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Passwords need to die—so why can’t we kill them off?
If you’ve been following the cyber news lately, you’ve probably come across stories about access to hundreds of millions of accounts for popular social media websites being sold cheaply on dark net black markets.
LinkedIn, Twitter and Myspace are just some of the bigger names that have been affected by data breaches. Given the age of the breaches, some of them dating back to as early as 2012, the extent to which users will be affected cannot be calculated, but we’re already seeing the names of prominent tech entrepreneurs such as Facebook CEO Mark Zuckerberg and Twitter co-founder Ev Williams, as well as celebrities such as Drake and Katie Perry sitting among people whose accounts have been compromised.
At the heart of the crisis are passwords, the strings of letters, digits, and symbols that we’ve been using for years to protect our online accounts against intrusion. But despite the fact that passwords no longer suffice to protect us against data breaches, we still keep on trusting them with some of our most sensitive information. Thanks to recent developments, we might have finally reached the point to move beyond passwords—if we can bring ourselves to take the leap of faith.
What are companies doing wrong?
Service providers and vendors store millions of user passwords on database servers, where mistakes and bad practices can yield disastrous results. Companies usually encrypt passwords when storing them in order to avoid wholesale compromise of user accounts in case of data breaches.
But not every encryption algorithm is unbreakable. As was discovered in the recent theft of 45 million password from VerticalScope, the Toronto-based firm had ostensibly secured its passwords with the long-obsolete MD5 hashing algorithm. The 177 million passwords collected from LinkedIn were hashed with unsalted SHA1, another weak algorithm that is easily reversed.
But aside from weak encryption, developers and companies are slow to adopt technologies that protect user accounts beyond passwords, such as two-factor and multi-factor authentication (2FA/MFA) and biometrics. “The username and password remain the lock and key to gain access to the service,” says Edward Robles, CEO of authentication startup Qondado. “Despite innovations that allow us to move beyond usernames and passwords, developers are still thinking in the same legacy terms.”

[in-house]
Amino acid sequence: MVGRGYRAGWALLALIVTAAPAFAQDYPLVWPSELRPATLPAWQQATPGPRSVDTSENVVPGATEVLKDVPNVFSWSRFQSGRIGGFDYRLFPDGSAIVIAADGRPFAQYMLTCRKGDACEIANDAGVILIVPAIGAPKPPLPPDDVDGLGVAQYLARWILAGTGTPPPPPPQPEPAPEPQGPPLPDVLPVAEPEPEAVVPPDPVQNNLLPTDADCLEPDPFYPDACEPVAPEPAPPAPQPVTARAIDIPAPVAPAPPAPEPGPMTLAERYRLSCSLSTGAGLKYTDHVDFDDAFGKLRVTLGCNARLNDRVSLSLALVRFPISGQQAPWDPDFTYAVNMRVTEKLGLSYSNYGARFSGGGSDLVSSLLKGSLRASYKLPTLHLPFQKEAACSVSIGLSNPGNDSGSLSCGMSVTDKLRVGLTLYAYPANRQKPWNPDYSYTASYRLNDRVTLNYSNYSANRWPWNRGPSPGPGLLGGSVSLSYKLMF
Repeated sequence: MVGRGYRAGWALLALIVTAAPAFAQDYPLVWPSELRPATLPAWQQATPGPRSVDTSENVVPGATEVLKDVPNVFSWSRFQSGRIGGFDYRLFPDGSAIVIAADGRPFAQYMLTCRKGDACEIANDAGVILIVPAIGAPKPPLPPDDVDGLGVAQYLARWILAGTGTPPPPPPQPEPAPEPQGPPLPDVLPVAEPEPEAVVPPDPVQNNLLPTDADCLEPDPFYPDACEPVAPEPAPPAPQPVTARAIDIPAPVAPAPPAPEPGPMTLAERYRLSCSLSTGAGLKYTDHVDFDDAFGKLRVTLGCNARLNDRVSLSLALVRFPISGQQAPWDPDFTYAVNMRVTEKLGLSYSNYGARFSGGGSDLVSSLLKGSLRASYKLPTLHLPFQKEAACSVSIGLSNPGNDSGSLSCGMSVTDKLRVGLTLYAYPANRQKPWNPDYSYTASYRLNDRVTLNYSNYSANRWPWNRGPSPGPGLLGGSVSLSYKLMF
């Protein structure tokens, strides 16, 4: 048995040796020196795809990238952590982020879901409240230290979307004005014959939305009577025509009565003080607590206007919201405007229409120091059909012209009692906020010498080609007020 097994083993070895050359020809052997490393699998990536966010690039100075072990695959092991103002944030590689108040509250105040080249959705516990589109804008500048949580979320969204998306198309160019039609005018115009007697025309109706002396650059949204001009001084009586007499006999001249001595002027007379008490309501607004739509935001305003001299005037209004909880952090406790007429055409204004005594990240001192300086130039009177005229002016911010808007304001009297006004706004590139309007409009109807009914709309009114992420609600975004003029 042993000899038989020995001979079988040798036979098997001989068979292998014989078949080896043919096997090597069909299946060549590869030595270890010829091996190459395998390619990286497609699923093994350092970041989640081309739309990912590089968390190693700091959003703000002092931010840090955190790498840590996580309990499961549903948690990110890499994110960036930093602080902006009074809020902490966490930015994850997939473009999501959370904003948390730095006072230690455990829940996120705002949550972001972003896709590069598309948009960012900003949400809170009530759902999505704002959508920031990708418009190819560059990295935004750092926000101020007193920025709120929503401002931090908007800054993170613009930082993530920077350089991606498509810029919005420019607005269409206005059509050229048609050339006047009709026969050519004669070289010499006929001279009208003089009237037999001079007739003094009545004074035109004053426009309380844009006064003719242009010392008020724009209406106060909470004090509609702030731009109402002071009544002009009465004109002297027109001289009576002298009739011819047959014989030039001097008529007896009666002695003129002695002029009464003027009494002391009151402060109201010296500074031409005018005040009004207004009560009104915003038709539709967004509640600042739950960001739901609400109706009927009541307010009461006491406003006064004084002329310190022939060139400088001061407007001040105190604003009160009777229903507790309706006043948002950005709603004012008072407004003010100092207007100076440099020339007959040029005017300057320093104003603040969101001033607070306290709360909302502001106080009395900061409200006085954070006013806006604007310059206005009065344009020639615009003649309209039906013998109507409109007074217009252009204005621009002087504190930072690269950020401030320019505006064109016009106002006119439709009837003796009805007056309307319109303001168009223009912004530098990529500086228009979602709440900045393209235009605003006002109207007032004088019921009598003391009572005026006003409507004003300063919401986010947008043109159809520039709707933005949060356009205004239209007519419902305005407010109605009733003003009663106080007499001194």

What are users doing wrong?
For their part, users are wont to put convenience before security. That’s why we see endemic disregard of well-known guidelines and practices for protecting passwords. As the post-mortem of the LinkedIn hack shows, “123456” still remains the most popular password among users. The same goes for the VerticalScope hack.
Users also tend to reuse passwords across accounts for the sake of convenience and to avoid memorizing extra passwords. Such carelessness is not limited to average users, and can also inflict the likes of Mark Zuckerberg, whose Twitter and Pinterest accounts were hacked because he had shared his ill-chosen “dadada” password across multiple accounts.
“Individuals are treating all accounts as equal,” says Robles. “There is an expectation held by users that their credentials are secure. As a result, they tend to repeat passwords across services to alleviate the need to manage or remember their passwords.”
Users are also opening up accounts and sharing information with new online services without thinking of the consequences of giving up that information. “We also need to consider that casual interaction with technology exists and that we will not associate a high degree of security with data that is perceived to be of little value,” Robles stresses. “We will do whatever is most convenient at the moment to gain access to that service. We do not, however, take into account that the account will live on for an undetermined length of time, and the password we’ve chosen for that service may become known to an attacker at some point, thus increasing our vulnerability over time.”
What’s wrong with passwords anyway?
Whether it’s a sequence of taps on the door to allow entrance or a combination of words used between soldiers to distinguish friend from foe, passwords have been our main method to authenticate ourselves and identify one another in different settings. But with the advent of computers, the password model has been challenged like never before.